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Egypt’s Muslim Brotherhood: change toward democracy?

In an unprecedented step, Egypt’s Muslim Brotherhood issued a statement saying it no longer seeks to be in power and wants to join hands with Egypt’s different political forces.

CAIRO — For the first time since the ousting of Egypt’s late Islamist President Mohammed Morsi in 2013, the Muslim Brotherhood announced that it would no longer seek to claim power should the regime of current President Abdel Fattah al-Sisi fall. In a very controversial statement, the organization announced that it will stop any political activity in the country and allow its members to engage in political action through other parties.

The organization’s statement, published on its official website June 29, revealed the Brotherhood’s new strategy in the coming period, based on coordination with leftist and liberal political forces inside Egypt, in a bid to free prisoners of conscience and overthrow Sisi's regime. This sparked controversy given the group’s history and its views on democracy as an alien system from the West.

“We believe the overall political workspace on national issues — the public rights of the Egyptian people, the nation’s overall issue — constitutes a wider arena for the Brotherhood's activities than the narrow party action and competition for power. At some stage, after the end of the military coup [led by Sisi on Brotherhood rule in 2013], we will act as a general national movement with an Islamic background, supporting the nation and practicing political life in its general framework,” the statement read.

The group admitted it “made mistakes during its time of rule.” The statement continued, “We conducted several internal reviews and underlined the mistakes we made during the revolution period and when in power. We also reviewed the mistakes by allies and competitors from the revolution’s components. These errors and disagreements gave leeway to the counter-revolution to take over.”

Murad Ghorab, an Islamist leader in Egypt who has been a fugitive in Turkey since 2014, told Al-Monitor, “The Muslim Brotherhood is trying to rebuild trust with the different Egyptian political parties [and] to join hands against the Sisi regime after years of repression.”

“The group’s leaders believe dissolving the Brotherhood, integrating its members within different political parties and collaborating with leftists and liberals is more important at this stage than clinging to power,” Ghorab said.

“We say to all political movements and parties that we are now more open than ever. We do not seek power. We want freedom for Egypt from the oppressive regime,” he added.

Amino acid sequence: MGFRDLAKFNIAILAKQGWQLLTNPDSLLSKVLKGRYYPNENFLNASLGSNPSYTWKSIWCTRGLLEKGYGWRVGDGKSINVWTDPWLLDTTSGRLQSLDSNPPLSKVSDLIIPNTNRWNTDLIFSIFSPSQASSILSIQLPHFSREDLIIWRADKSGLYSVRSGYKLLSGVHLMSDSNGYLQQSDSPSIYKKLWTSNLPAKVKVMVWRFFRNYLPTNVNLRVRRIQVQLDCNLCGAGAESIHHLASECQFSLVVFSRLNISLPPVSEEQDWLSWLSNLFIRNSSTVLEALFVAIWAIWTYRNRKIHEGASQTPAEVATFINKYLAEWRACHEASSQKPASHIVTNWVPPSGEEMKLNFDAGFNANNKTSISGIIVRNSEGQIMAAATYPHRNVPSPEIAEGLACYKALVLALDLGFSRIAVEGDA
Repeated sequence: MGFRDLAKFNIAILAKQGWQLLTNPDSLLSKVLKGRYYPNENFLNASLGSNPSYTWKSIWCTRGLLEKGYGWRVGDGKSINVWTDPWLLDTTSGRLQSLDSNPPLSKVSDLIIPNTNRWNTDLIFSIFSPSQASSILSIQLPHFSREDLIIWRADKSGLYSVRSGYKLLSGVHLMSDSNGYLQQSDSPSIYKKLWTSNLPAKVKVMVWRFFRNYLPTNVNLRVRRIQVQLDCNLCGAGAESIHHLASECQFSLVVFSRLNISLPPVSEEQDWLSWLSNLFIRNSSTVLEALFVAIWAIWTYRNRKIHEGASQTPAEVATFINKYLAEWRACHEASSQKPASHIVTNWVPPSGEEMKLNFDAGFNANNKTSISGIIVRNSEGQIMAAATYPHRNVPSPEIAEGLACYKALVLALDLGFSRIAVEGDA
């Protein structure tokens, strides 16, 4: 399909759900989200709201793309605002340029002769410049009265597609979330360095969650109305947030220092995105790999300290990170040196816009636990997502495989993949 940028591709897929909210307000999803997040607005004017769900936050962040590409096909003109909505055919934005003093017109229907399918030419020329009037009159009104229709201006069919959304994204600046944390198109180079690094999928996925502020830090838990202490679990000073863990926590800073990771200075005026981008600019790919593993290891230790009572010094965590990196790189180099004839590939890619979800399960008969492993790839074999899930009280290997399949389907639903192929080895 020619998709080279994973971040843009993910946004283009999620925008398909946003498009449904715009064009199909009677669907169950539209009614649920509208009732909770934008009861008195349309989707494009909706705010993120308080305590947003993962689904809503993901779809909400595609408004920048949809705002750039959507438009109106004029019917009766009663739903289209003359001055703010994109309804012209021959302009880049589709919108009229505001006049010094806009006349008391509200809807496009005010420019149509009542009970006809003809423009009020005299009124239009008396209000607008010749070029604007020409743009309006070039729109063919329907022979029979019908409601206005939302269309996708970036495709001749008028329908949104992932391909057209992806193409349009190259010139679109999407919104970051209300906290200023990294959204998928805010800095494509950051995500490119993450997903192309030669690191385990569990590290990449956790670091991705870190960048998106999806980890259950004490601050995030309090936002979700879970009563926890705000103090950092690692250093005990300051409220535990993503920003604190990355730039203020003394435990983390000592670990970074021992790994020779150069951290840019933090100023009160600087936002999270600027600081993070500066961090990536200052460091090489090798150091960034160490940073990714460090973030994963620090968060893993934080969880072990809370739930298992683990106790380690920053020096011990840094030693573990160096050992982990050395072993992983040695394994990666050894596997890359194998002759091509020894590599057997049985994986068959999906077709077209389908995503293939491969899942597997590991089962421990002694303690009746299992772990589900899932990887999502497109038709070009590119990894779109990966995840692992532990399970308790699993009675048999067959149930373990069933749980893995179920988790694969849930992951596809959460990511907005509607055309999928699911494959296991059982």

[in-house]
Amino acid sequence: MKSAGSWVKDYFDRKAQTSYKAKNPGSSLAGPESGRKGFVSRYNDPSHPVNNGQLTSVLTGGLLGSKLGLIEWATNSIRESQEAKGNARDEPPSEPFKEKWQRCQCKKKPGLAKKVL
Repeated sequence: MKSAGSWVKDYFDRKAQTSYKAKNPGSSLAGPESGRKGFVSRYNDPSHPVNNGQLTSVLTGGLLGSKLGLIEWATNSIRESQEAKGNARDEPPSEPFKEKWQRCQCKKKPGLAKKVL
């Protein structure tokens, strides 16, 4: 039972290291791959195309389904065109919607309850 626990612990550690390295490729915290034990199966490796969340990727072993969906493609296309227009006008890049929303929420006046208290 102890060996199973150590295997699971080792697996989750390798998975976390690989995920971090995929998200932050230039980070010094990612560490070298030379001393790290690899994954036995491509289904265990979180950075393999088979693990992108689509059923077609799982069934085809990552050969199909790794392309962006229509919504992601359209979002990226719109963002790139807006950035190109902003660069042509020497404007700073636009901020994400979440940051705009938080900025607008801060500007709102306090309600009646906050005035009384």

Ghorab refused to name the political forces the group plans to contact in the coming period. “We are trying to coordinate and work with everyone,” he said.

Mahmoud Shaaban Bayoumi, a researcher at Istanbul Aydin University who is based in Turkey, told Al-Monitor, “The statement is full of great contradictions in the Muslim Brotherhood’s ideology and their calls for the application of the Islamic law when ruling.”

He said, “The idea of establishing the Muslim Brotherhood was basically to compete for power and end up founding an Islamic state. This is how the Muslim Brotherhood has presented itself since its inception 80 years ago. Yet now it states that it does not seek power. There is something that does not add up."

He called for “disclosing the procedures and discussions that led to the issuance of this statement so we know what made the Islamists completely change their approach.”

“The Muslim Brotherhood had been calling for the past six years — since the ousting of Morsi in 2013 — for demonstrations and protests, and now it had a sudden change of heart with this statement. I believe this message is not directed to the civil and left-wing political forces in Egypt, especially since the group is well aware that these forces are very much reluctant to work with it. I think the message was directed to some Gulf and European countries that reject Islamists,” Bayoumi added.

He concluded, “The Muslim Brotherhood is somehow sending a message that it will no longer be obsessed with power but it wants to be allowed to work legitimately inside Egypt."

Al-Monitor contacted a prominent left-wing political leader and a member of one of the biggest political alliances, who refused to be named. “No party wants to coordinate with the Muslim Brotherhood inside Egypt. The group made unforgivable errors during its time in power and exercised an authoritarian rule during its one year in power from May 2012 until June 2013,” the source said.

“The group’s statement said they realized the errors they committed. But we need to know what errors they are talking about. The Brotherhood removed all political parties from the political arena and allied itself with the military authority in Egypt after the January 25 Revolution. They also refused to listen to the people’s demands in the streets in 2013 and refused to hold early presidential elections that could have saved us from the rule of the army today,” the source added.

He concluded, “The Muslim Brotherhood is a political and ideological enemy on a par with military rule. We might have similar demands when it comes to calling for the end of repression in Egypt and the release of political prisoners. But this does not mean that we would work together."